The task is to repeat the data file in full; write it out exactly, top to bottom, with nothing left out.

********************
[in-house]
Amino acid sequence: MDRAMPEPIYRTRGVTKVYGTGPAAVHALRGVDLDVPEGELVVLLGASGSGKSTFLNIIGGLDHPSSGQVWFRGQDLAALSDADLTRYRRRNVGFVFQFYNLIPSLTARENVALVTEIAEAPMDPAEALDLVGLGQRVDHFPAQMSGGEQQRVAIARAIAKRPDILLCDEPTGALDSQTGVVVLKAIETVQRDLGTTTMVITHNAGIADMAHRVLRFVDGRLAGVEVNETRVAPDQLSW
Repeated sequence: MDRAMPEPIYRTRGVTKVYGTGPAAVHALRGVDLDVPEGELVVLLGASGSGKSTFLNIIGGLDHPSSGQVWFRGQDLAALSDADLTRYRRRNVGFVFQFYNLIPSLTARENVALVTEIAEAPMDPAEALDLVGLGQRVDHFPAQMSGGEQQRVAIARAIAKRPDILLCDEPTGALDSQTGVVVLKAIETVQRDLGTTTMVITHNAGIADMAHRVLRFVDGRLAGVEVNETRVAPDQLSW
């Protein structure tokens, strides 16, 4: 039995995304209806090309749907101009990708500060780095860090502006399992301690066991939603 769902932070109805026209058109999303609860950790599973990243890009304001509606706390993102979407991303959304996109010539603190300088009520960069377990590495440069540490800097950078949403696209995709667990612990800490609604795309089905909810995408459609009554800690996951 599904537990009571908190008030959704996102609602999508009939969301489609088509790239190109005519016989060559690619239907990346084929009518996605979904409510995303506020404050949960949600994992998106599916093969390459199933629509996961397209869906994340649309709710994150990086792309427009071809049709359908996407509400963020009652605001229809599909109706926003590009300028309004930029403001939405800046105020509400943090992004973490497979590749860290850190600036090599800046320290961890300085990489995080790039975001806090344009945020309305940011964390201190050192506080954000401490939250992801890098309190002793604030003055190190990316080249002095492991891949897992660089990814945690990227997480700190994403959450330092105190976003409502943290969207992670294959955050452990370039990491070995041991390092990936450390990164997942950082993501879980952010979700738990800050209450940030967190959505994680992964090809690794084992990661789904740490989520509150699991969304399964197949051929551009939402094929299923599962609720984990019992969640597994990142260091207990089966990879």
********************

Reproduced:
[in-house]
Amino acid sequence: MDRAMPEPIYRTRGVTKVYGTGPAAVHALRGVDLDVPEGELVVLLGASGSGKSTFLNIIGGLDHPSSGQVWFRGQDLAALSDADLTRYRRRNVGFVFQFYNLIPSLTARENVALVTEIAEAPMDPAEALDLVGLGQRVDHFPAQMSGGEQQRVAIARAIAKRPDILLCDEPTGALDSQTGVVVLKAIETVQRDLGTTTMVITHNAGIADMAHRVLRFVDGRLAGVEVNETRVAPDQLSW
Repeated sequence: MDRAMPEPIYRTRGVTKVYGTGPAAVHALRGVDLDVPEGELVVLLGASGSGKSTFLNIIGGLDHPSSGQVWFRGQDLAALSDADLTRYRRRNVGFVFQFYNLIPSLTARENVALVTEIAEAPMDPAEALDLVGLGQRVDHFPAQMSGGEQQRVAIARAIAKRPDILLCDEPTGALDSQTGVVVLKAIETVQRDLGTTTMVITHNAGIADMAHRVLRFVDGRLAGVEVNETRVAPDQLSW
């Protein structure tokens, strides 16, 4: 039995995304209806090309749907101009990708500060780095860090502006399992301690066991939603 769902932070109805026209058109999303609860950790599973990243890009304001509606706390993102979407991303959304996109010539603190300088009520960069377990590495440069540490800097950078949403696209995709667990612990800490609604795309089905909810995408459609009554800690996951 599904537990009571908190008030959704996102609602999508009939969301489609088509790239190109005519016989060559690619239907990346084929009518996605979904409510995303506020404050949960949600994992998106599916093969390459199933629509996961397209869906994340649309709710994150990086792309427009071809049709359908996407509400963020009652605001229809599909109706926003590009300028309004930029403001939405800046105020509400943090992004973490497979590749860290850190600036090599800046320290961890300085990489995080790039975001806090344009945020309305940011964390201190050192506080954000401490939250992801890098309190002793604030003055190190990316080249002095492991891949897992660089990814945690990227997480700190994403959450330092105190976003409502943290969207992670294959955050452990370039990491070995041991390092990936450390990164997942950082993501879980952010979700738990800050209450940030967190959505994680992964090809690794084992990661789904740490989520509150699991969304399964197949051929551009939402094929299923599962609720984990019992969640597994990142260091207990089966990879």